Illustration by Jan A. Igoe
Every so often, when I’m down to my last wilted lettuce leaf and my Chinese takeout tab is approaching triple digits, I venture outside my comfort zone and into the supermarket.
By supermarket, I mean a food-tropolis the size of Saturn, where every item is continually orbiting around “for your shopping convenience.” It takes an experienced tour guide with a GPS to find the artichoke hearts. Even he won’t know where the sardines went since your last visit.
I would gladly hire a bounty hunter to apprehend some bananas and frozen dinners just to avoid the whole scene, but Dog and Beth aren’t returning calls. So it’s just me, alone with the fruits, nuts and other personality disorders. Maybe you’ve met some of my friends:
These brave female warriors (I’ve yet to see a guy) come armed with 4-inch-thick assault binders and an arsenal of alphabetical bargains sorted by expiration date. This is no hobby. It’s a grueling, full-time job, perfect for type-A personalities. If these ladies weren’t clipping coupons, they could be running the Pentagon with their exceptional administrative skill and readiness to do battle over a stray nickel. When you see someone pushing 96 cans of SpaghettiOs in her cart, get your crumb buns to the nearest checkout if you want to be home by Easter.
THE NAS-CART DRIVER
These are guys (I’ve yet to see a woman) who are under the impression that anything with wheels, even wiggly ones, should go fast. And there’s no better place to practice one’s Kyle Busch impersonation than aisle 67 of the local supermarket. As far as these race cart drivers are concerned, anyone dawdling between the gherkins and dills is blocking their straightaway. You’ll be safest by the cantaloupes, where the straights are shorter and the turns come up fast.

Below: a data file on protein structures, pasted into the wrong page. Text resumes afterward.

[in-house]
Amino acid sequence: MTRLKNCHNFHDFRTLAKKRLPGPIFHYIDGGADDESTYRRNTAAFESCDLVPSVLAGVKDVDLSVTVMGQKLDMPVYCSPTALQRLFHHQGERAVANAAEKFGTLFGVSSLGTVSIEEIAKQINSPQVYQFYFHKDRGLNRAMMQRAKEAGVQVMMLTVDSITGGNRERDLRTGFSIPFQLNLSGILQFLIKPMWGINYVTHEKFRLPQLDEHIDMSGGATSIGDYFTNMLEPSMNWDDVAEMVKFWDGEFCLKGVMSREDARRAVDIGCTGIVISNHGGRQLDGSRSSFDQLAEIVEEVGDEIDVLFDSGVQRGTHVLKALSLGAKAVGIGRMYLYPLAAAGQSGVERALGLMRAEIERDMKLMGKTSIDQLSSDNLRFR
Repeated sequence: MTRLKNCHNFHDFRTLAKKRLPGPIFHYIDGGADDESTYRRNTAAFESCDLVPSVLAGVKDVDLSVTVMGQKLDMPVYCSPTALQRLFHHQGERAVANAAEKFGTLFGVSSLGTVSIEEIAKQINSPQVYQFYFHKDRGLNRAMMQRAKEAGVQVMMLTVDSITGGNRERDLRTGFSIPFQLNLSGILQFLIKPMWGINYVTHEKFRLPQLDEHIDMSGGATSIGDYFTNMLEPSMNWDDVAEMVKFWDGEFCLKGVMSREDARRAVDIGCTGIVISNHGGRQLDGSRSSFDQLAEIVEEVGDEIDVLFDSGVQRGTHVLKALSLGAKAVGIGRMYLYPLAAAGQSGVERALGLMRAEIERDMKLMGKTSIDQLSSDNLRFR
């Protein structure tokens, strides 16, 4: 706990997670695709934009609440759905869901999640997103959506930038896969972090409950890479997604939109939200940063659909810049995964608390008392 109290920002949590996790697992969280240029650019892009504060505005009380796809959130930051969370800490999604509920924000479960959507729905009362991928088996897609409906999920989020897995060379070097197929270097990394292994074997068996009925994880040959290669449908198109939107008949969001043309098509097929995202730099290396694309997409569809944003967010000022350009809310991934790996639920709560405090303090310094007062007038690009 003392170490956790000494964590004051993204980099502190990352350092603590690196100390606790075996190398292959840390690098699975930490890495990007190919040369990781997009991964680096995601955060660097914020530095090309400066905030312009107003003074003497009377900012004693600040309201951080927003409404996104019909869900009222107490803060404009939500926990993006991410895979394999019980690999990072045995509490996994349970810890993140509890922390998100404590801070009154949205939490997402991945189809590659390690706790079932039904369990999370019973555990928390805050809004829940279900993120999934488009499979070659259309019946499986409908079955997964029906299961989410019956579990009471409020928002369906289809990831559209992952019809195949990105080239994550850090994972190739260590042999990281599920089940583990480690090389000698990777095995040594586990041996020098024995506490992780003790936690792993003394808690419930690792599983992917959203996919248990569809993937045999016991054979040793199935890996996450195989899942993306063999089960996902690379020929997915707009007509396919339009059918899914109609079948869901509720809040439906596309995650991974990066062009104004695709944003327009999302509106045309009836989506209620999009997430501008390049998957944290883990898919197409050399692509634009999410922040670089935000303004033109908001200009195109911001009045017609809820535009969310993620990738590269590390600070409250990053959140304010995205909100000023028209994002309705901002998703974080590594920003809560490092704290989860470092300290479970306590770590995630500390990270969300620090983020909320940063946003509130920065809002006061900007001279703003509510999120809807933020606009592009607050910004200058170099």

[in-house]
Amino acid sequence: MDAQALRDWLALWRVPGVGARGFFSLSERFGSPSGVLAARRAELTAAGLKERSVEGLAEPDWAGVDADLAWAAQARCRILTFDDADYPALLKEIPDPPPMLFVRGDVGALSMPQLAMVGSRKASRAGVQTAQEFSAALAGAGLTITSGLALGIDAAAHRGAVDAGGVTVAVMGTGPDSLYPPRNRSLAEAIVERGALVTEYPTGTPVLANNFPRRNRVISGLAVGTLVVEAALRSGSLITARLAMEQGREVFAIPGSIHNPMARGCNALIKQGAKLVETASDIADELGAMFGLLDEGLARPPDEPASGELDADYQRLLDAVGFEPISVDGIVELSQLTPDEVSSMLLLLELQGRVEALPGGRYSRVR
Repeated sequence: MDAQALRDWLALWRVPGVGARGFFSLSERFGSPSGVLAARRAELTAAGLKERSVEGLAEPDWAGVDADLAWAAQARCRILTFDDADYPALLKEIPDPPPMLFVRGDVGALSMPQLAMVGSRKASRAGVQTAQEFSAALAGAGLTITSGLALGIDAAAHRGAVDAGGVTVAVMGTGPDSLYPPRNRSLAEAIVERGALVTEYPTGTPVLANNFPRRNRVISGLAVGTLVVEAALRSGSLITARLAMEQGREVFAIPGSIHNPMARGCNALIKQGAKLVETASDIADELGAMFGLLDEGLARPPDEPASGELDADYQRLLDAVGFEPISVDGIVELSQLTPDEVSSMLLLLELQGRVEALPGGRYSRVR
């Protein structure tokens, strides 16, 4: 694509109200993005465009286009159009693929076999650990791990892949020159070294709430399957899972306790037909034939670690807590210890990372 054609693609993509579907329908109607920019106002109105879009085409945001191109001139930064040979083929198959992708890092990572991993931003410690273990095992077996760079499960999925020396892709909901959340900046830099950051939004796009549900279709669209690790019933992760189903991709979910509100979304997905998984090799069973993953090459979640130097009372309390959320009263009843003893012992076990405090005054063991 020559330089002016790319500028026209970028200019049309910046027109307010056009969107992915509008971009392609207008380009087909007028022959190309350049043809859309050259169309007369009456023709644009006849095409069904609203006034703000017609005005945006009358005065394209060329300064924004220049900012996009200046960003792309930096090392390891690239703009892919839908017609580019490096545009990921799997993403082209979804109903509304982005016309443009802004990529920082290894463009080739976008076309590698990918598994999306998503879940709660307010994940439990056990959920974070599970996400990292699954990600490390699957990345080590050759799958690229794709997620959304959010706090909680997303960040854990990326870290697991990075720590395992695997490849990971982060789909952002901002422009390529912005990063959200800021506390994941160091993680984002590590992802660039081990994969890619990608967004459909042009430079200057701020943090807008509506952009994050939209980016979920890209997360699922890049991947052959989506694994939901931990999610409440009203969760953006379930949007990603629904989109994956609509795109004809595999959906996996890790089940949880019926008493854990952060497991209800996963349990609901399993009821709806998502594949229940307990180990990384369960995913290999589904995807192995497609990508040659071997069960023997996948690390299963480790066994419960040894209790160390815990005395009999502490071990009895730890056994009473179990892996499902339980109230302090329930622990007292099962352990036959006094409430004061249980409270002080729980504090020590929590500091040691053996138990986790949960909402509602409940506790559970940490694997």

THE CLUELESS HERO
There’s always a wandering loner who is surprised he can’t find frozen broccoli in the produce section. You’ll recognize the unmistakable “my wife sent me” look of panic. He may be a decorated Navy SEAL, but he has never had his boots on the ground in a place like this. Just be patient, and if he asks, explain what freezers can do for food.
THE LANE HOGGERS
These people come in several flavors. Some just want to eat right, which is fine, as long as they don’t stop to read (and recite) every label in the store while blocking access to the poisonous product you came to buy. I try not to handle anything with gluten or GMOs in their presence, because they’ll remind me that I am about to die.
Supermarkets are also great places for sorority meetings and spontaneous social gatherings. When friends convene, it’s acceptable practice to park all their shopping carts across the aisle, cutting off traffic for the block party. They may let you pass; they may not. Sometimes it’s easier to grab a bag of pretzels and hang out with the mixed nuts.
When I design a supermarket, it will have traffic lights and yield signs inside the store to reduce collisions and remind dawdlers to move along. Extreme coupon-athoners can shop between midnight and 6 a.m., and we’ll install restrictor plates on our carts so they can’t break the sound barrier zooming past the Bisquick.
Sorry, Kyle. It’s an insurance thing.
JAN A. IGOE is still learning how to navigate the supermarket but will leave advanced coupon collecting to the pros. Kindred spirits can write her at HumorMe@SCLiving.coop.